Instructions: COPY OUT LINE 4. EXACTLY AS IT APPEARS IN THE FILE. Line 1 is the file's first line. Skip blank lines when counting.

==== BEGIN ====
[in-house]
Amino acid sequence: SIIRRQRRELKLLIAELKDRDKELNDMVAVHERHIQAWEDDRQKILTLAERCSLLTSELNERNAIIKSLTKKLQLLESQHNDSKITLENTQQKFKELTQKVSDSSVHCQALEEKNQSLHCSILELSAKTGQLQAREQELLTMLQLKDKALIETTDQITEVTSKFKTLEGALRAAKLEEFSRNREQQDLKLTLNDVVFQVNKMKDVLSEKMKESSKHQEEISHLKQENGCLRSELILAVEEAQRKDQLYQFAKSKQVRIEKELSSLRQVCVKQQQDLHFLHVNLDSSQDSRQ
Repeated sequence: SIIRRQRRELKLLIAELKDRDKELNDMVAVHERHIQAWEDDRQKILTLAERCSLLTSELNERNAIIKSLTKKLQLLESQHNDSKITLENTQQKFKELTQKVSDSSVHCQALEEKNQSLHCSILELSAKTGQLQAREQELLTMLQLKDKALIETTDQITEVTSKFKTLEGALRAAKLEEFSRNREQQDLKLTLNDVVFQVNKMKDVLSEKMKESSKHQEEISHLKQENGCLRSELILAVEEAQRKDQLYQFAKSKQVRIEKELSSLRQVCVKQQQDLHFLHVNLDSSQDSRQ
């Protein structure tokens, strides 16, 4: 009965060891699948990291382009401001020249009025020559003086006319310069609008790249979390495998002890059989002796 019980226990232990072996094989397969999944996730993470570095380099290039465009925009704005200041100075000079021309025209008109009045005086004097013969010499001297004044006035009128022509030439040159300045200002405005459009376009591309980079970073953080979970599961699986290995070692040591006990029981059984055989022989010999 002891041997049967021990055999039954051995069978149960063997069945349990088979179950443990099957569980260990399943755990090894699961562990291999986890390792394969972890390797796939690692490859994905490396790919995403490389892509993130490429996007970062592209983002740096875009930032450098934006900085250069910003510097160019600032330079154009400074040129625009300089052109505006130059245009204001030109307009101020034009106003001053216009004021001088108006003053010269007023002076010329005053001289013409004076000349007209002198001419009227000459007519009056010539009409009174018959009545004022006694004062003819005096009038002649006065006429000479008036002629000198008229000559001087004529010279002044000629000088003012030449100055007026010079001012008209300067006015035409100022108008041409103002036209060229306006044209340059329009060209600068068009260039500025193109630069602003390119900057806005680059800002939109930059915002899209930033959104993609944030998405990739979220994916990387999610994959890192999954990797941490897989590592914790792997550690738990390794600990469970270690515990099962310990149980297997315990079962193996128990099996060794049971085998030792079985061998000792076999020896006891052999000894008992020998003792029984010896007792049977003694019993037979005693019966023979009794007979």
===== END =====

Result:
């Protein structure tokens, strides 16, 4: 009965060891699948990291382009401001020249009025020559003086006319310069609008790249979390495998002890059989002796 019980226990232990072996094989397969999944996730993470570095380099290039465009925009704005200041100075000079021309025209008109009045005086004097013969010499001297004044006035009128022509030439040159300045200002405005459009376009591309980079970073953080979970599961699986290995070692040591006990029981059984055989022989010999 002891041997049967021990055999039954051995069978149960063997069945349990088979179950443990099957569980260990399943755990090894699961562990291999986890390792394969972890390797796939690692490859994905490396790919995403490389892509993130490429996007970062592209983002740096875009930032450098934006900085250069910003510097160019600032330079154009400074040129625009300089052109505006130059245009204001030109307009101020034009106003001053216009004021001088108006003053010269007023002076010329005053001289013409004076000349007209002198001419009227000459007519009056010539009409009174018959009545004022006694004062003819005096009038002649006065006429000479008036002629000198008229000559001087004529010279002044000629000088003012030449100055007026010079001012008209300067006015035409100022108008041409103002036209060229306006044209340059329009060209600068068009260039500025193109630069602003390119900057806005680059800002939109930059915002899209930033959104993609944030998405990739979220994916990387999610994959890192999954990797941490897989590592914790792997550690738990390794600990469970270690515990099962310990149980297997315990079962193996128990099996060794049971085998030792079985061998000792076999020896006891052999000894008992020998003792029984010896007792049977003694019993037979005693019966023979009794007979």